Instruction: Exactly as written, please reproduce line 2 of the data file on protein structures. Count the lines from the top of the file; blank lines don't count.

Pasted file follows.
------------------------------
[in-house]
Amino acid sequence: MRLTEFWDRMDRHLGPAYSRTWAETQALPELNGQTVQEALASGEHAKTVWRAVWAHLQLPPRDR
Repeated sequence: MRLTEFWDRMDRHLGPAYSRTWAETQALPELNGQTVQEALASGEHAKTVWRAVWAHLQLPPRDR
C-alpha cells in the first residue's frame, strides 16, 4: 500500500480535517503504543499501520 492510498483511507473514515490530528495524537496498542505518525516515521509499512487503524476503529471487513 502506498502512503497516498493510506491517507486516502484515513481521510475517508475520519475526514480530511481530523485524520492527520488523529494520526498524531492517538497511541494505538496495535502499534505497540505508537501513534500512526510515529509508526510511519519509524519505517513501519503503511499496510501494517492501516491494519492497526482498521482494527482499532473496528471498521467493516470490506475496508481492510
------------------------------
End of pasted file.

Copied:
Amino acid sequence: MRLTEFWDRMDRHLGPAYSRTWAETQALPELNGQTVQEALASGEHAKTVWRAVWAHLQLPPRDR